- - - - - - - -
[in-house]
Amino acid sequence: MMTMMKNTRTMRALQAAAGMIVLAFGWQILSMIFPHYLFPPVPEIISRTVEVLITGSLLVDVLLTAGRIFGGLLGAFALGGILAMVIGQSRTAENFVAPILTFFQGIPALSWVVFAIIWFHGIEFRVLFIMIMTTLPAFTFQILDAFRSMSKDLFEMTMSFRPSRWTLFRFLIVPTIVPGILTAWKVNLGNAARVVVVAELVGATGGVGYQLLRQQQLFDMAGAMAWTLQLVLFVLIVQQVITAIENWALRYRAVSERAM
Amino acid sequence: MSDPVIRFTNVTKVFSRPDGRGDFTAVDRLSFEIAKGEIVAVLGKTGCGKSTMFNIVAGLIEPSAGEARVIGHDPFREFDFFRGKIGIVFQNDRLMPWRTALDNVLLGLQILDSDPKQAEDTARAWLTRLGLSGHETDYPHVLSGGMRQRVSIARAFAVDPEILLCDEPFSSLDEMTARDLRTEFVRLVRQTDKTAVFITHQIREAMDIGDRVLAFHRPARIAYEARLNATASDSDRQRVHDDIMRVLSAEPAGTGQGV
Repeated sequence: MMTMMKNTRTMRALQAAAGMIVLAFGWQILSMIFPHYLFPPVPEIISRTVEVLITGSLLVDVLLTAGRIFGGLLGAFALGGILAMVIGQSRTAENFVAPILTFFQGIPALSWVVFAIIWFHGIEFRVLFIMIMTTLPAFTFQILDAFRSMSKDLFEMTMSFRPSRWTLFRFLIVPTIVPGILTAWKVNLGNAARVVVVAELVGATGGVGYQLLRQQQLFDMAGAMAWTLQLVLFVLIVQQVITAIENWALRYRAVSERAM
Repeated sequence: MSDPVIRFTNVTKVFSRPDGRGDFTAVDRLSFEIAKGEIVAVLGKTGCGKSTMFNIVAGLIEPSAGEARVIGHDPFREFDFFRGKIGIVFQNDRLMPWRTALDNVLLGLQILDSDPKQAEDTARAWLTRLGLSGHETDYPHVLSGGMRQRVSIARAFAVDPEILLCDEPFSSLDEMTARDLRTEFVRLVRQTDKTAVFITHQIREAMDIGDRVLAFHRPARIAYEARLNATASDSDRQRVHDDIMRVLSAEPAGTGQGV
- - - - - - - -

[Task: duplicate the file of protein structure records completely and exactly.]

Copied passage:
[in-house]
Amino acid sequence: MMTMMKNTRTMRALQAAAGMIVLAFGWQILSMIFPHYLFPPVPEIISRTVEVLITGSLLVDVLLTAGRIFGGLLGAFALGGILAMVIGQSRTAENFVAPILTFFQGIPALSWVVFAIIWFHGIEFRVLFIMIMTTLPAFTFQILDAFRSMSKDLFEMTMSFRPSRWTLFRFLIVPTIVPGILTAWKVNLGNAARVVVVAELVGATGGVGYQLLRQQQLFDMAGAMAWTLQLVLFVLIVQQVITAIENWALRYRAVSERAM
Amino acid sequence: MSDPVIRFTNVTKVFSRPDGRGDFTAVDRLSFEIAKGEIVAVLGKTGCGKSTMFNIVAGLIEPSAGEARVIGHDPFREFDFFRGKIGIVFQNDRLMPWRTALDNVLLGLQILDSDPKQAEDTARAWLTRLGLSGHETDYPHVLSGGMRQRVSIARAFAVDPEILLCDEPFSSLDEMTARDLRTEFVRLVRQTDKTAVFITHQIREAMDIGDRVLAFHRPARIAYEARLNATASDSDRQRVHDDIMRVLSAEPAGTGQGV
Repeated sequence: MMTMMKNTRTMRALQAAAGMIVLAFGWQILSMIFPHYLFPPVPEIISRTVEVLITGSLLVDVLLTAGRIFGGLLGAFALGGILAMVIGQSRTAENFVAPILTFFQGIPALSWVVFAIIWFHGIEFRVLFIMIMTTLPAFTFQILDAFRSMSKDLFEMTMSFRPSRWTLFRFLIVPTIVPGILTAWKVNLGNAARVVVVAELVGATGGVGYQLLRQQQLFDMAGAMAWTLQLVLFVLIVQQVITAIENWALRYRAVSERAM
Repeated sequence: MSDPVIRFTNVTKVFSRPDGRGDFTAVDRLSFEIAKGEIVAVLGKTGCGKSTMFNIVAGLIEPSAGEARVIGHDPFREFDFFRGKIGIVFQNDRLMPWRTALDNVLLGLQILDSDPKQAEDTARAWLTRLGLSGHETDYPHVLSGGMRQRVSIARAFAVDPEILLCDEPFSSLDEMTARDLRTEFVRLVRQTDKTAVFITHQIREAMDIGDRVLAFHRPARIAYEARLNATASDSDRQRVHDDIMRVLSAEPAGTGQGV